PETA Protests Ginobili Bat-Kill, Because Whatever

Just yesterday, we brought you video of Manu Ginobili killing a bat that had interrupted play in a Spurs game from this weekend. The very first commenter on the page wondered aloud, “Where’s PETA now?”, knowing full well their outraged reply would be hitting the Internets at any moment.

Video of Manu Ginobili Catching Killing Bat

Lo and behold, here we are. Surprisingly, though, PETA had a reasoned, nuanced reaction that caused everybody to gain respect for their maturity in the field of animal ethics. In an op-ed posted at OPPOSINGVIEWS.COM, PETA released a statement acknowledging that the bat was causing a nuisance in an area where it never should have been in the first place, and that Ginobili’s actions, while unfortunately fatal, were a brief and expedient end to the situation.

Hahahaha, just kidding, they compared Manu to Michael Vick and basically pretended he was Satan.

From PETA’s statement:

Here’s our take on it: To bludgeon a 4-ounce animal to death, it takes either a small man or a totally unthinking one—with no respect or consideration for lives humbler than his own. This is a time when athletes in particular need to be on their best behavior around any animal and show that they have brains and a heart, not just reactionary brawn.

Bats always try to avoid contact with humans, and there are plenty of easy ways to keep bats out of a basketball arena (or your home). We hope that the next time someone’s life is on the line, Manu Ginobili will take just a few seconds to think before he acts.

The unsubtle Vick comparison came via an link to the site’s archives on Vick, linked where “no respect or consideration for lives humbler than his own” appears in the text. Because systematically killing pit bulls as part of a dogfighting ring that you’re bankrolling is the exact same thing as swatting an errant bat that’s interrupting your job for the second time in a day.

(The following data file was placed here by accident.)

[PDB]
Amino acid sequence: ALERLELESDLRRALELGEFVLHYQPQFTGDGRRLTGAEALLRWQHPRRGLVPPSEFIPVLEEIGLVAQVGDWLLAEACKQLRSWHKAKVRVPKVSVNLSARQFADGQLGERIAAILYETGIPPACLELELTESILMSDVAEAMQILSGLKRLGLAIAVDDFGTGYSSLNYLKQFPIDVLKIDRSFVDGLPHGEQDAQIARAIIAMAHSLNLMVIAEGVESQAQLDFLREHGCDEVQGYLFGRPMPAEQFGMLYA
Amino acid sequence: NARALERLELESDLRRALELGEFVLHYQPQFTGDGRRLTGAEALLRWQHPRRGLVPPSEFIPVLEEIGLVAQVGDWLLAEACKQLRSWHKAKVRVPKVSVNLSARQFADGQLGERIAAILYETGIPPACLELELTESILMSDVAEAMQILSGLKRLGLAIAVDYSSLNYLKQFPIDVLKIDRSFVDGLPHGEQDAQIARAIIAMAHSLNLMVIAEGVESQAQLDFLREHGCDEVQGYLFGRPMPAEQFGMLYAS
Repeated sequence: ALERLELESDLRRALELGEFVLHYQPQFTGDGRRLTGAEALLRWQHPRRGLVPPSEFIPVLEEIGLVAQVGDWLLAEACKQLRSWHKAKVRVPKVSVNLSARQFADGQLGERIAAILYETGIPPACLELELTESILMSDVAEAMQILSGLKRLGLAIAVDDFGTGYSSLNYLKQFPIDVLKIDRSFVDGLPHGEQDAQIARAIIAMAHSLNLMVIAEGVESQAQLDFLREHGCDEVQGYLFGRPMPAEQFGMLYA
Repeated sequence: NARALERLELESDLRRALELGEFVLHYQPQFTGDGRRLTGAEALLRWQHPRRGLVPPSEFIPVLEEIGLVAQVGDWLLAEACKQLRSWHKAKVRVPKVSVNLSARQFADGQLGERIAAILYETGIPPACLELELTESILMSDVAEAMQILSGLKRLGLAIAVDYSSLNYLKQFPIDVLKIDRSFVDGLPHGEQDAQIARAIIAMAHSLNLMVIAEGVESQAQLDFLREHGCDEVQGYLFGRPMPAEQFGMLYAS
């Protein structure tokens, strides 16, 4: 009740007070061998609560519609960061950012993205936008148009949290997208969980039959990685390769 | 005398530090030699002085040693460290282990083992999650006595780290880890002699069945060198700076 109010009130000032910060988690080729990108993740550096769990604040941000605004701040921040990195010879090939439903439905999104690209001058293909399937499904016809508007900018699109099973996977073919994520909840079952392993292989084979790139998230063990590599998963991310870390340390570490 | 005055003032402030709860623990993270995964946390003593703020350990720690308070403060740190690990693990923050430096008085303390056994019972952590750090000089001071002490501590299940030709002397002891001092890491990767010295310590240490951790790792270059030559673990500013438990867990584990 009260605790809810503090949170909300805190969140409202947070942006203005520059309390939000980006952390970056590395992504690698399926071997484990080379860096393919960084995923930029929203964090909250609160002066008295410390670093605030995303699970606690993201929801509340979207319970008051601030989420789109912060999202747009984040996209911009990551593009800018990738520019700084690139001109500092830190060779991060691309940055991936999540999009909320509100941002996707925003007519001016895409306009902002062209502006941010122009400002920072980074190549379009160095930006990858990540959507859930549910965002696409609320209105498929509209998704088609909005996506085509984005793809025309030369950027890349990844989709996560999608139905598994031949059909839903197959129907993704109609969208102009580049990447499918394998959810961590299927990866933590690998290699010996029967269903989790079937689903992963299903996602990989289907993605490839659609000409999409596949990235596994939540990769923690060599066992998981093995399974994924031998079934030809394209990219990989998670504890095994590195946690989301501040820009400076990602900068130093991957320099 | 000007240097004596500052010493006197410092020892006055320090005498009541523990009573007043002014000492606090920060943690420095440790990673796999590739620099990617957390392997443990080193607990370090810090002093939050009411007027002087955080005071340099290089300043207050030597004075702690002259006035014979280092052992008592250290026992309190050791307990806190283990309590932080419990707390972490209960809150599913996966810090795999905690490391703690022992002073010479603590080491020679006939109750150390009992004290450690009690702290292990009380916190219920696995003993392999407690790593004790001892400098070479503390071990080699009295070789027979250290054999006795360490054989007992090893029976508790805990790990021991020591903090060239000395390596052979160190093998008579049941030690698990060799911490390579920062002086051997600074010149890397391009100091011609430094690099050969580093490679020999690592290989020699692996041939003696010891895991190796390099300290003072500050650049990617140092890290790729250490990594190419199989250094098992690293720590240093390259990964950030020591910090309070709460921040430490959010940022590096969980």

Other than that, our “favorite” part of the statement was the assertion that “bats always try to avoid contact with humans,” all while the bat was, in fact, not doing that at all in the video. If the bat were “trying to avoid contact, ” as PETA asserts, it would have probably utilized the roughly hundred feet of air space at the AT&T Center. That’s not to say the bat was attacking the players, but come on, let’s all be truthful here.

What PETA won’t admit - to the detriment of its own credibility - is that it’s possible to not feel any remorse for the bat while not hating animals at the same time. I grew up with pets all my life and have two that I’d never, ever abuse, and at the same time I do not care one bit that the bat died.

In fact, I’m now more tempted than ever to start a similar organization called P&ETA, which stands for Practical and Ethical Treatment of Animals. Our first order of business is to issue a press release indicating that we do not care that Manu Ginobili killed a bat in the middle of a basketball game. Our second order of business to to tell people who run puppy mills that they can choke themselves to death one handful of broken glass at a time. We expect to have 70,000 times as many members as PETA by the end of the week.